Rocking the New Medical Alert Jewelry

People with diabetes share how they stay stylish and safe with the newest medical IDs!

Jennifer Leonard
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It’s important to have a medical alert device in case of a diabetes emergency. But if you’re still sporting a boring, clunky bracelet or necklace, here’s good news: The medical alert market has been revolutionized and now boasts everything from super-stylish jewelry designs—including tons of great looks for men—to tattoos people create themselves! Discover how you can safeguard your health and show off your personality.    

“My necklace goes with any outfit.”
Competitive cyclist Mandy Marquardt of Trexlertown, PA, discovered she had type 1 diabetes when she was just 16 years old. “I was shocked and overwhelmed when I heard the diagnosis,” says Mandy. “I had to learn how to train for races and carefully monitor what foods I ate as well as my blood sugar levels.”

As soon as they learned their daughter had the disease, Mandy’s parents urged her to wear some type of medical alert jewelry—but she refused. “Everything was clunky, and I couldn’t wear something like that when racing,” Mandy explains. “I also hated how the jewelry seemed to brand me and be a constant reminder of my diabetes.”

It wasn’t until she was 22 that Mandy went online and discovered the chic new options. “It’s so nice that medical jewelry is finally stylish—I like coordinating it with my outfits and racing gear!” Her favorite? “I am never without my silver necklace that has a dog tag on it. It’s a nice piece that helps me express my sporty style and stay safe!”

 “I got a ‘T2 DIABETES’ tattoo!”
“One morning, my wife told me I had been complaining and fussing at her and talking off the wall. I didn’t remember any of it—just that I had woken up with very low blood sugar,” recalls Travis Grubbs.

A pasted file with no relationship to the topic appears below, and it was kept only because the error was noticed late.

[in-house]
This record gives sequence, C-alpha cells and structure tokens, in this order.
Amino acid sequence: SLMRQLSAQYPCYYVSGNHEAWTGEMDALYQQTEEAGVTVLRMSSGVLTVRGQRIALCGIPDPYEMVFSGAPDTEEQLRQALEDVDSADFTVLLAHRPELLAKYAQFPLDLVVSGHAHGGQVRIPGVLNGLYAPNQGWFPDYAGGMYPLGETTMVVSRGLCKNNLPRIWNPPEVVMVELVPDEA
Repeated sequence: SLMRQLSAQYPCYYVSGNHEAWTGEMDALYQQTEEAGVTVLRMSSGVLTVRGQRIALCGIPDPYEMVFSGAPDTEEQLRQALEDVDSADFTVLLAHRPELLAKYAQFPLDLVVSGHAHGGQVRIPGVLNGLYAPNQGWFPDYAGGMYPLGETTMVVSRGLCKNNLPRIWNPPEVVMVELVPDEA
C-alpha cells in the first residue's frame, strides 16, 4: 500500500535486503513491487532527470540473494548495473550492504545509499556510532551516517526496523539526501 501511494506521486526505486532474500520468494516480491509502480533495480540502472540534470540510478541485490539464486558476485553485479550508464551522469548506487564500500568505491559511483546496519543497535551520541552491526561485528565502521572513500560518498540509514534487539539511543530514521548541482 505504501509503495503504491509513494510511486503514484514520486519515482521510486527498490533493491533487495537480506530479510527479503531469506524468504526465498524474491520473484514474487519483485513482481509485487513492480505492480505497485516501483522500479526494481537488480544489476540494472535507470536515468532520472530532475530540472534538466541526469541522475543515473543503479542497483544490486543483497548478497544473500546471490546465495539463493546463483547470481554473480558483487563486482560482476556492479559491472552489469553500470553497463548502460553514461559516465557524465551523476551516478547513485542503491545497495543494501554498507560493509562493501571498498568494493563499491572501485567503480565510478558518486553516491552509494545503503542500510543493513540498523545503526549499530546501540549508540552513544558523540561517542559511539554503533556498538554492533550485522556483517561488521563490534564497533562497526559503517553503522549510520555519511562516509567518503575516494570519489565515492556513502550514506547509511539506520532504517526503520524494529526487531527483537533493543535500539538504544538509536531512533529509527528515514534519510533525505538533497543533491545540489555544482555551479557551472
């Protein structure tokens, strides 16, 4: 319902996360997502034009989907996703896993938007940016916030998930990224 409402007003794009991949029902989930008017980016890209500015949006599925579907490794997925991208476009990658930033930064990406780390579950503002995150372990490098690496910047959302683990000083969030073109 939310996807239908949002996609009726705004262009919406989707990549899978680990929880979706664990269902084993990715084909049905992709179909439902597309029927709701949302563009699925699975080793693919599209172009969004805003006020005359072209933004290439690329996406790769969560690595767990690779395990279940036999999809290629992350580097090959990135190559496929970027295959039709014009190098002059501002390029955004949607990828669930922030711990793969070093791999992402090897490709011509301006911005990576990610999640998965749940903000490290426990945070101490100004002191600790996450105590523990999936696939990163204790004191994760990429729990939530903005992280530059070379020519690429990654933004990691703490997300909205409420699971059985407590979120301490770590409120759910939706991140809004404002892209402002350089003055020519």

“I became worried that if I ever did go that low again in public, someone might think I was drunk and call the police!”

Travis thought about wearing a medical alert bracelet, but he didn’t like wearing anything around his wrist. For a while he hung a tag from his pants belt loop, but that didn’t work out.

“I’m a building inspector, in and out of tight spaces, and one day it came off.” That got him thinking about a lifelong wish...

“I’d always kidded that I wanted a tattoo, so I finally got one four years ago, at age 47. It reads T2 DIABETES. It’s on my left forearm, where it can be seen easily. It also reminds me to take care of myself. When a salesperson recently tried to tempt me with free candy, I just pointed to the tattoo!”

“I never leave home without my bracelet.”
Whenever Matthew Tutelman of Bryn Mawr, PA, catches sight of his black and red bracelet, he breathes a sigh of relief. “For the longest time, I refused to wear any medical ID,” says Matthew. “I didn’t want it known that I had a medical condition, and thought others might think negatively of me.”

It wasn’t until he had a health scare when he was at home with his parents that he decided he needed to wear a piece of medical alert jewelry. “I came downstairs for breakfast, and suddenly woke up with EMTs asking me questions,” explains Matthew. “My blood sugar had dropped so low that I was unconscious for 5 to 10 minutes.” Luckily, his family was there to help that time, but he realized it could happen again anywhere.

The experience led Matthew to look for options online. That’s how he hit on Hope Paige jewelry—and the nylon style that suits his sporty lifestyle. “It’s waterproof with a tight buckle closure, which keeps it secure when I’m playing golf and basketball. Now I feel like I have control over diabetes instead of letting diabetes control me!” 


March 2014